And you want to know the really STUPID thing about being a professional procrastinator (as if I don’t sound like enough of a lunatic already)? I USUALLY END UP HAVING TO DO THE VERY FUCKING THING I’VE BEEN PUTTING OFF ANYWAY. But in a massive rush. At the last minute. With seconds to spare. While working up a sweat. See? One big fat paradox, right there.
So, if you ultimately end up having to do the damn thing you were avoiding doing, is the procrastination part worth it? Is there any benefit to delaying (what’s usually) the inevitable? Particularly if you’re only putting it off to avoid an imperfect outcome?
I think we all know the answer (it’s ‘no’ btw). And striving for flawless results isn’t only pointless, it’s extremely detrimental to productivity and creativity. Perfectionism isn’t really even the desire to be amazing all the time, it’s actually a coping mechanism to avoid feelings of inadequacy. Ring any bells? But these high standards of perfectionism are sadly impossible to reach – ‘cos no one can be perfect 100% of the time – so, somewhat ironically, you end up feeling inadequate ALL of the time instead. The very thing you were trying to swerve. Oh.
Aspiring to be Little Miss Perfect all the time is an addiction of low self-worth.
So, on my (currently imaginary) resolutions list for 2015, I’m going to embrace being imperfect, and stop straining (like a bad bowel movement) for a perfect outcome all of the bloody time. Honestly, it’s an exhausting state of mind to be in, and just allowing myself to be imperfect is already very refreshing indeed.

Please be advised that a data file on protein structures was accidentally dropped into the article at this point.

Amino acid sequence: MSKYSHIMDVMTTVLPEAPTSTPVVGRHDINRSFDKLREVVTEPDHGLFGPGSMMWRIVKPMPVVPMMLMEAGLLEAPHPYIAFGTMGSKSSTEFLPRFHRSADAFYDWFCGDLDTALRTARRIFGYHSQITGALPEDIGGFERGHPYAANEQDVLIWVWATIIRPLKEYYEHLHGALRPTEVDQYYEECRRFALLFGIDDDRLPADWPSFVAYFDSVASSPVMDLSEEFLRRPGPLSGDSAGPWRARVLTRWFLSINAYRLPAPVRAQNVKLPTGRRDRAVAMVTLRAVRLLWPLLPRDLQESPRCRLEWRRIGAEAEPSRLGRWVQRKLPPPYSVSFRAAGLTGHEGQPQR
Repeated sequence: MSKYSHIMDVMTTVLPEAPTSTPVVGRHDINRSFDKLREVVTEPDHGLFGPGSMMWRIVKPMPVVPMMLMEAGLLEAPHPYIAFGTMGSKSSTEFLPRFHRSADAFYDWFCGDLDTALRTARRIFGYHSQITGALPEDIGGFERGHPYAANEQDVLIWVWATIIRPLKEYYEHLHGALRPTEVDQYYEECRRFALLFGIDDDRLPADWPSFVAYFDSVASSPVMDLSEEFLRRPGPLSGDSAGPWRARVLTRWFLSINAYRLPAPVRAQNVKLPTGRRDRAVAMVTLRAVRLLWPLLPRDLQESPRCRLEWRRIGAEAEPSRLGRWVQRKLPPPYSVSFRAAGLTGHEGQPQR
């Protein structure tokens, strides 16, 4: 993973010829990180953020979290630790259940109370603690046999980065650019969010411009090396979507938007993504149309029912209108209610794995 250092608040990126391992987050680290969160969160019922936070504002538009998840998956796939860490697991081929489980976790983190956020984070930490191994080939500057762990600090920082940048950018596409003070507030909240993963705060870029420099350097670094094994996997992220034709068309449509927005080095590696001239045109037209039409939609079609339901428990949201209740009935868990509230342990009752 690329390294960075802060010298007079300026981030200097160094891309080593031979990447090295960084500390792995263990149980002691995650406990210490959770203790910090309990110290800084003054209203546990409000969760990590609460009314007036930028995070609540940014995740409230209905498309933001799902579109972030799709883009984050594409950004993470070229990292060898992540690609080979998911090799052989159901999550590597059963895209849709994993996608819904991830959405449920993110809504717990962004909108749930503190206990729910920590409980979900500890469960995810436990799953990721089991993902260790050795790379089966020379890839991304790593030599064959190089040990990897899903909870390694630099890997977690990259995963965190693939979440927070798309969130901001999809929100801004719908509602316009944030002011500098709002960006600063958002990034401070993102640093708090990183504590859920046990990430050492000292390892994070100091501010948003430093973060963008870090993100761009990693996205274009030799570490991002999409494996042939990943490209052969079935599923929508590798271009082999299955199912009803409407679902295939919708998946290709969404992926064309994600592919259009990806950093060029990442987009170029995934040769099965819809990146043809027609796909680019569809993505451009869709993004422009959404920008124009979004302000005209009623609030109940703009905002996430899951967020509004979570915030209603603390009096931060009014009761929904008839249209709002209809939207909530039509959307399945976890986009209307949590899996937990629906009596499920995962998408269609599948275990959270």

Here’s how I plan on being perfectly imperfect, ha:
Where appropriate, I’m going to let people know what I’m working on, as the majority of my procrastination is often done in private (that sounded seedy). But I’m my own worst enemy. If I let others know my plans, and when they need to be done, that’s half the battle won, as I know I’ll have to deliver on the goods – and on time.
Going against the clock
This is two-fold:
1. If there’s a deadline for something, I usually take one look at it (whatever the timing may be) and think: ‘oh, I’ve got plenty of time; I’ll start that later blah blah blah’ then put it off repeatedly until I literally have no choice and am forced to spring into action at the last minute.
2. Then, when I finally do start the damn thing, I usually give my self the luxury of taking as long as it needs to get whatever it is I’m working on ‘just right’ i.e. perfect. NO MORE!